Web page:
Interventions, an ongoing cholera epidemic, and the devastating 2010 earthquake left much of the country in a condition that’s made the disaster worse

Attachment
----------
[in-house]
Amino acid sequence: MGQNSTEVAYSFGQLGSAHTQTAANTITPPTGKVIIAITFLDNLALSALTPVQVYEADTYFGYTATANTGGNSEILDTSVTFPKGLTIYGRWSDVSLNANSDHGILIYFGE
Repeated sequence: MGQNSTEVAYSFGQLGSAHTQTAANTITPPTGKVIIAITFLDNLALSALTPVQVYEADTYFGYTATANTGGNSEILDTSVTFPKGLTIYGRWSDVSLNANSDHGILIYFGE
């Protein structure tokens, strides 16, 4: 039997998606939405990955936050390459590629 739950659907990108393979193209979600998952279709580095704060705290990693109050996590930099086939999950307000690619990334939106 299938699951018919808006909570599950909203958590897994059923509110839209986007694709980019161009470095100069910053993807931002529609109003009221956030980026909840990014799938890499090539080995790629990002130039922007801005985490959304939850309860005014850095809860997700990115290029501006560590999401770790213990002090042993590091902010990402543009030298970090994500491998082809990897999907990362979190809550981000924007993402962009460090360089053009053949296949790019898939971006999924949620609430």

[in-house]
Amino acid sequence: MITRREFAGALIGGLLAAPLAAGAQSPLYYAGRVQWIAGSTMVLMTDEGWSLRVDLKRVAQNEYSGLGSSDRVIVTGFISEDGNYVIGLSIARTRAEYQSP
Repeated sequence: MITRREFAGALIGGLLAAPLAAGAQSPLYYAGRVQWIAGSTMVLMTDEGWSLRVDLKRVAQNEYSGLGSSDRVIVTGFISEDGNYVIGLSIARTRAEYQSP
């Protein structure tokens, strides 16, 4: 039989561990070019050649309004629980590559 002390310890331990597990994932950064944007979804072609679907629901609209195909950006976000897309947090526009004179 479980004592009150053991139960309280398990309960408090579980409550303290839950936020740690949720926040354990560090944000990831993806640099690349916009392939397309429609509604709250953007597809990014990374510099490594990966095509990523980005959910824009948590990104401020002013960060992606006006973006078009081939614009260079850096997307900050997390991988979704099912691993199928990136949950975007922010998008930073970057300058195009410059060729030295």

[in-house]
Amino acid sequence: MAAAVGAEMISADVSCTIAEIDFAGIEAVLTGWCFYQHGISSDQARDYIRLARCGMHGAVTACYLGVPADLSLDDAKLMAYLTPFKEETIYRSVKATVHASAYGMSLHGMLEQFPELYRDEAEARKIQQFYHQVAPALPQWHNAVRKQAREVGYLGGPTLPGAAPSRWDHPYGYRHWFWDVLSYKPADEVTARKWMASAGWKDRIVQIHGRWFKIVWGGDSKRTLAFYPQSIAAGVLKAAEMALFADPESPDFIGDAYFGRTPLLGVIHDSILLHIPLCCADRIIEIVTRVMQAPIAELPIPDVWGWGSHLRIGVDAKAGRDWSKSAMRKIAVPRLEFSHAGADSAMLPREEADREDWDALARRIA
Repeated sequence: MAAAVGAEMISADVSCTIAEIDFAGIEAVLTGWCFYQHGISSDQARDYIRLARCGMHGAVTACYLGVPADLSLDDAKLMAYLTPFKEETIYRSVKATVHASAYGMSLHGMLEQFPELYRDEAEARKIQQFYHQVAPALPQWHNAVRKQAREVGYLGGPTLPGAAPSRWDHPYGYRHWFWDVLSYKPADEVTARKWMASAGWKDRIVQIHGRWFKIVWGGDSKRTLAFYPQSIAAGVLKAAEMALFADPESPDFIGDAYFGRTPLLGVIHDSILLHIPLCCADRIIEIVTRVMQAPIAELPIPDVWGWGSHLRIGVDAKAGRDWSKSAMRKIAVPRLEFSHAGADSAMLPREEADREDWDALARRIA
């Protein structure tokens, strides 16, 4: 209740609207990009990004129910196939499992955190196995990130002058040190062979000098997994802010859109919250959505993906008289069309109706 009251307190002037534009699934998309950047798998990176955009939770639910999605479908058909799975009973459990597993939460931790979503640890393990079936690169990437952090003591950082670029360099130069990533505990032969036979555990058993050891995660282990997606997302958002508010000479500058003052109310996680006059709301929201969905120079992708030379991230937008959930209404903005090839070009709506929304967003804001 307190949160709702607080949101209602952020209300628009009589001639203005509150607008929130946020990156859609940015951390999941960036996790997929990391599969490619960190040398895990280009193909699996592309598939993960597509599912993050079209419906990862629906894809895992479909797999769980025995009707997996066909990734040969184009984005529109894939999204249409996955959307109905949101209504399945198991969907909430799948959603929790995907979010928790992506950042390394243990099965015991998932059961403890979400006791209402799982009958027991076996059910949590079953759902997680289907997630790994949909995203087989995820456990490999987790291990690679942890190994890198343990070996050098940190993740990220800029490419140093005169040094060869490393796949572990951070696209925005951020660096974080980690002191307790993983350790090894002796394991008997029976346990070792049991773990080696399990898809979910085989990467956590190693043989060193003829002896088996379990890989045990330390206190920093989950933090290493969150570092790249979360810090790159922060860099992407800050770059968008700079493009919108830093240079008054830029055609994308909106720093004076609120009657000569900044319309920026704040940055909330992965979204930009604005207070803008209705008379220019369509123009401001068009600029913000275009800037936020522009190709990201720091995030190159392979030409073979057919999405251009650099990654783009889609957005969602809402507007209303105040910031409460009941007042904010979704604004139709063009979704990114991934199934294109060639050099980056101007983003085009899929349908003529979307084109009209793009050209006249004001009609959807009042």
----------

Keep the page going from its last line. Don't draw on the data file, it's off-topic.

JAISAL NOOR, TRNN: As parts of Florida are already emerging from the wake of hurricane Matthew, the death toll in Haiti has passed 572 on Friday and continues the rise. The United Nations reported more than 350,000 people are in need of serious relief in a country still recovering from the 2010 earthquake that took over 200,000 lives. We go to Haiti and look at why advocates fear Haiti’s recovery will be undermined by aid agencies that fail to deliver as well as the legacy of two centuries of foreign interventions that continue to block democratic movements to this day. Debris littered the streets of Jeremie, with houses reduced to rubble and cinderblock walls broken by fallen trees. MEDELIN DORVIL: We have big problems here. And what I mean is that there are almost no houses left standing. Luckily we didn’t have loss of lives but we lost everything. Look, this was my small business that I completely lost. Everything is destroyed by rain. We don’t have food, nor a hospital to get a healthcare. NOOR: Residents spent Thursday moving rubble from their homes and businesses. Another resident said he and his neighbors had lost everything in Hurricane Matthew. SAINTIFUL JEAN PERPETU: We have nothing left. Our personal things, important documents like birth certificates, it’s all gone. We sleep on streets with our children and nobody came to help us until now. We have nothing. The hurricane took shirts from our backs. Matthew has hit us seriously, surely because we live close to the sea. Wind gusts were throwing us around. Look what waves did to this house. The sea has taken everything on its way. NOOR: The hurricane wrought havoc on a UN base in Jeremie as well, demolishing buildings and sending a sheet of metal through a wall. As many fear a fresh cholera outbreak, we look at the UN’s long denials over involvement in the previous cholera outbreak that killed thousands and from which the country also is still recovering. We also look at why some are saying to not give to organizations like the Red Cross and instead to donate to local Haitian organizations for recovery efforts, as well as the role the Clintons and Foreign powers have had on Haitian democracy. As Haiti was still struggling to rebuild after the devastating earthquake in 2010, they were struck again by another disaster. A cholera outbreak that ended up killing about 10,000 people and sickened hundreds of thousands. Many Haitians immediately pointed the finger at United Nations troops for causing the outbreak, claims that the UN long denied until August of this year. Brian Concannon is an attorney representing some of the families of the victims of the cholera outbreak. He said that admission is not enough BRIAN CONCANNON: the UN’s admissions were very carefully crafted to not change anything. It allows the UN to continue to deny in the lawsuit that it had anything to do with it and to evade responsibility. The lawsuit is up on appeal before the US court of appeals for the second circuit. We’re waiting for the decision. We don’t think that this case, that the UN statement will formally effect the case in any way. What will affect the case is that if the UN actually comes through on its promises to take significant action. If the UN actually puts in the water and sanitation that it’s promised to do before and if it compensates the victims. NOOR: With more than 350,000 in need, some are calling for donations to local organizations and not the Red Cross, invoking the shocking 2015 expose that found that despite raising half a billion dollars after the devastating 2010 earthquake that killed over 220,000 people. The red cross claimed it built some 135,000 shelters but an investigation found it only built six permanent homes. LAURA SULLIVAN, NPR: They had the resources, they did not have the knowledge. And one of the senior officials we talked to was in charge of their Haiti shelter program, Lee Mullaney, and he said they just never had a plan for housing. Other people we talked to said, this is not anything that they knew how to do. And they were kind of flying blind in some ways in terms of being able to get these housing projects off the ground. And the housing projects that they, they weren’t able to build any homes. They say they provided homes for 130,000 Haitians. This is another number that just did not add up when we actually dug down into it. NOOR: Hurricane Matthew has also caused Sunday’s scheduled presidential election to delayed indefinitely. The United States has long been accused of interfering in Haiti’s elections and some saw this upcoming vote as a chance to restore a more democratic government. Hillary Clinton’s involvement in Haiti began before the 2010 earthquake, and the country soon became the “centerpiece” of State Department policy under her leadership. In 2009, Clinton worked with Haitian elites and multinationals, such as Hanes and Levi’s, to stop a raise of the minimum wage. Emails revealed she played a role in the 2011 election of former president Michel Martelly after she personal intervened to pressure Rene Preval to end his candidacy. Among those running in this election is Dr. Maryse Narcisse of the Fanmi Lavalas Party, the party of former president Jean-Betrand Aristde. The US-backed coups against the Aristide government in both 1991 and 2004. Renowned actor and activist Danny Glover recently told the Real News why he supports Lavalas. DANNY GLOVER: Well I think the fact that she’s a woman and a mother. The fact that she’s a doctor, and the fact that she’s been engaged as a powerful voice for her people. Those people who are disenfranchised. Those people who remain voiceless and have remained voiceless since the coup de tat that overthrew president Aristide. The fact that she does all that but there’s something about this moment in Haitian history. Haitian history has had dictators from the Papa Doc to Baby Doc. It has a man who provided us with a–who were controlled by the US, controlled by other foreign interest at times. But this is someone who is not controlled by that. It’s almost like treating this moment as rebirth or a possibility of a rebirth of all the ideals that have brought Haiti into existence in the first place. She represents that. She represents I believe the historic translation or transfer of Haitian dignity and independence and self-determination right here. Those are heavily words to words to lay on her. But her actual work methodology, her actual work over her lifetime warrants the fact that she is here at this moment and says that this is the great possibility right here in the sense to now reimagine, to now retranslate the possibilities for Haitian people. NOOR: Go to the RealNews.com for all our coverage on Haiti. For the Real News, this is Jaisal Noor.